Viet Nam News
By Nguyễn Ngọc Đào Uyên
A siren was echoing from the ferry landing. Hương was busy cooking. It was her daily chore, from early morning to late at night. When she lived with her parents, she did field work, and now with her husband’s family, she had to farm. She planted maize, beans, chili, pepper and cucumber. She was always busy, day in day out. But she was used to it. Every woman she knew was in the same boat.
The pot of rice was boiling, spreading its fragrance around the room. She was in deep thought when she heard her husband clearing his throat:
“I called you loads, but you didn’t answer! Dish the rice out, now! Oh, by the way, you’ll have to go to the parent-teacher meeting at school for Giao.”
Having finished, Tánh, her husband turned and left.
He strolled out of the house, leaving the revolting reek of alcohol behind. They had been married for years but she still wasn’t used to that smell. On their wedding night he was blackout drunk and she couldn’t bear the smell of booze mixed with his sweat. When Tánh woke up the next morning, he found his wife lying on the floor. This was how he found her for many nights.
It was roasting hot when she went to her daughter’s parent-teacher meeting.
“You should pay more attention to Giao. She is always aggressive with her classmates. Why does she miss so many days of school?” the teacher asked her.
Hương didn’t know that Giao had skived off school. She was pampered by her grandparents, possibly because Giao had lost the love of her mother and father at an early age and her grandparents wanted to pick up the slack. When she was young, she had been told she was the illegitimate daughter of Tánh’s brother Lành. One afternoon, Lành came home, carrying a two-month old baby and gave it to his mother. Then he graduated from school, got a job, got married and moved to a city. Tánh loved Giao like his daughter. Hương also loved her, but she thought it was wrong to pamper children.
A crowd appeared before her on her way home. She saw a skinny boy lying on a hammock while a woman was giving him water.
“Who’s that boy? What’s wrong with him?” someone in the crowd asked.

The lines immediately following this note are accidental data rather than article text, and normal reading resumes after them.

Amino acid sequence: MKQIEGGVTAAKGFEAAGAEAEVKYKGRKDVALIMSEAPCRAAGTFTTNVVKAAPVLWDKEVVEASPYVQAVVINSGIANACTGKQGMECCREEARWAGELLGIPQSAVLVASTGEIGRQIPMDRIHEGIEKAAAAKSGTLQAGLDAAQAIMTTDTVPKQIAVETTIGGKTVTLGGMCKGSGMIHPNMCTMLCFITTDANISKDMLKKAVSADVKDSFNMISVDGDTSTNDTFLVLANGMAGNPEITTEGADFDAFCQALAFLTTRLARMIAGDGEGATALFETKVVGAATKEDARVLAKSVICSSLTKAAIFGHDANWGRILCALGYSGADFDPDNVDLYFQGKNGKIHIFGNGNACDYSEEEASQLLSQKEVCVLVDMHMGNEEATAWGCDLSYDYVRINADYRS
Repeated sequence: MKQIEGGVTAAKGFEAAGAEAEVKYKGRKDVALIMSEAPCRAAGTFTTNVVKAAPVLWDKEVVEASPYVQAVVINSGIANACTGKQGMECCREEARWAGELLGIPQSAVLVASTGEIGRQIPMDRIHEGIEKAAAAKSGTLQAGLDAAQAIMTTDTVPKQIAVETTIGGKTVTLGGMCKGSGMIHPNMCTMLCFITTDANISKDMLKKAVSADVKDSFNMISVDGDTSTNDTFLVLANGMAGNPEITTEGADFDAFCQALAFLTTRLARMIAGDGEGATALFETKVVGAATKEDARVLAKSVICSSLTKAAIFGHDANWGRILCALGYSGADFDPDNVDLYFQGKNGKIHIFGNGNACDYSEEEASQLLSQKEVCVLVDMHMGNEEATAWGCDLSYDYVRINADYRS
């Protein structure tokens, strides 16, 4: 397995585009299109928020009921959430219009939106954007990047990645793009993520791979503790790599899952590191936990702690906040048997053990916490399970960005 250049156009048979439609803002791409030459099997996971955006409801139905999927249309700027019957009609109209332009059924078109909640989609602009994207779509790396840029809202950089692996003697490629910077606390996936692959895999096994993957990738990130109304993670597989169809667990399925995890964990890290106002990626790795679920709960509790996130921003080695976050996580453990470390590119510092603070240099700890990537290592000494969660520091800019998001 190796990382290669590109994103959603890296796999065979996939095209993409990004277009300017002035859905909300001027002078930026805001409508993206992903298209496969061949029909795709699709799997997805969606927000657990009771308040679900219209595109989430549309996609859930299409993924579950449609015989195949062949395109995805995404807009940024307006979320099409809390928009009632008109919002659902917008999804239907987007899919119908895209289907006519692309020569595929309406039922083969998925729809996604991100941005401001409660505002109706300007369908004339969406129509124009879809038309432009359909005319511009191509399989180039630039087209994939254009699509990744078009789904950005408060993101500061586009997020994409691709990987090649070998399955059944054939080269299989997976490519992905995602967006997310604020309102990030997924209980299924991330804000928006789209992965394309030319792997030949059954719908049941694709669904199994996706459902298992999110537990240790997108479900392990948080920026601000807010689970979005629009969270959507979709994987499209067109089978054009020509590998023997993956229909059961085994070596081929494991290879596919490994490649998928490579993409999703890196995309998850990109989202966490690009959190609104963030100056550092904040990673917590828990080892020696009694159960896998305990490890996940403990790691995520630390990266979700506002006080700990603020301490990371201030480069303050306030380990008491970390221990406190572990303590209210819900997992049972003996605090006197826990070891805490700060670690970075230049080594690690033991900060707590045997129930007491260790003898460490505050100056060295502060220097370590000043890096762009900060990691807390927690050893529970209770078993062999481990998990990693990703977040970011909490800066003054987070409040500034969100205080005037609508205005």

“He sells gum in the street. He is very weak. Apparently his mother was a wild woman who couldn’t be pinned down. So he has to earn a living on his own.”
“Where is his father?”
“He left his wife and son years ago.”
She heard people around jabbering.
“Can we raise some money for the boy?”
“Yes. I have some for him”
She fumbled in her pocket and took out some money. The countryside was in dire poverty, but rich in compassion.
Suddenly, she heard someone calling:
She turned and saw Hùng, her old friend from her home village.
“How are you?” – Hùng asked.
“I’m fine. Thank you. What about you?”
“I’ve got a café across the road. Want to get a coffee with my wife and I?”
She apologised for having to go home now. She said goodbye to Hùng and hurried home. But it seemed like there was someone chasing her. As soon as she got to the gate of the house, she saw her husband Tánh, carrying a stick. He said in a drawling voice:
“Why are you so late? Have you been talking to your old flame? Do you think you can fool me? Who was he? Is that curly-haired Hùng?” he screamed, racing after her, trying to beat her with the stick.
She ran and ran, wailing. The neighbours rushed out but they were too late to stop Tánh. She was beaten black and blue. Her mother-in-law took her to the kitchen and rubbed her injuries with herbs, consoling her:
“Forgive him, please! He’s drunk and could not control himself. I will tell him off tomorrow when his hangover ends.”
She tried to wipe the sweat off her face. When she decided to marry Tánh, many people had warned her: